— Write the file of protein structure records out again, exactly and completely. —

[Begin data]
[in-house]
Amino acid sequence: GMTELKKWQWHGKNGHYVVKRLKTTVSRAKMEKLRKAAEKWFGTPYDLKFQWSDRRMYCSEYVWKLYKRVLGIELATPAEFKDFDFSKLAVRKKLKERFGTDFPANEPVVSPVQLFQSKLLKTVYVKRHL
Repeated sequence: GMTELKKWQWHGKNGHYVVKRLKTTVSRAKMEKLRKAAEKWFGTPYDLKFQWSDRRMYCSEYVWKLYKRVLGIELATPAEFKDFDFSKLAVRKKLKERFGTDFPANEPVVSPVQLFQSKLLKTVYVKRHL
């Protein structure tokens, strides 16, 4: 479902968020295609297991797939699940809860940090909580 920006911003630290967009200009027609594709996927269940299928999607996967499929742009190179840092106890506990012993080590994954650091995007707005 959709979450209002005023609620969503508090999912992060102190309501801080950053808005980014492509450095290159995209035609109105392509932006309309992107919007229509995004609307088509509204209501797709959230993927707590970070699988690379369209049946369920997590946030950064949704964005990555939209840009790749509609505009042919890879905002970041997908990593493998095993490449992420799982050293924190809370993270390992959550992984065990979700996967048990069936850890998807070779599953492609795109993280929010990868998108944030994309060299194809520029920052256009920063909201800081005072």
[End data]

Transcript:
[in-house]
Amino acid sequence: GMTELKKWQWHGKNGHYVVKRLKTTVSRAKMEKLRKAAEKWFGTPYDLKFQWSDRRMYCSEYVWKLYKRVLGIELATPAEFKDFDFSKLAVRKKLKERFGTDFPANEPVVSPVQLFQSKLLKTVYVKRHL
Repeated sequence: GMTELKKWQWHGKNGHYVVKRLKTTVSRAKMEKLRKAAEKWFGTPYDLKFQWSDRRMYCSEYVWKLYKRVLGIELATPAEFKDFDFSKLAVRKKLKERFGTDFPANEPVVSPVQLFQSKLLKTVYVKRHL
């Protein structure tokens, strides 16, 4: 479902968020295609297991797939699940809860940090909580 920006911003630290967009200009027609594709996927269940299928999607996967499929742009190179840092106890506990012993080590994954650091995007707005 959709979450209002005023609620969503508090999912992060102190309501801080950053808005980014492509450095290159995209035609109105392509932006309309992107919007229509995004609307088509509204209501797709959230993927707590970070699988690379369209049946369920997590946030950064949704964005990555939209840009790749509609505009042919890879905002970041997908990593493998095993490449992420799982050293924190809370993270390992959550992984065990979700996967048990069936850890998807070779599953492609795109993280929010990868998108944030994309060299194809520029920052256009920063909201800081005072």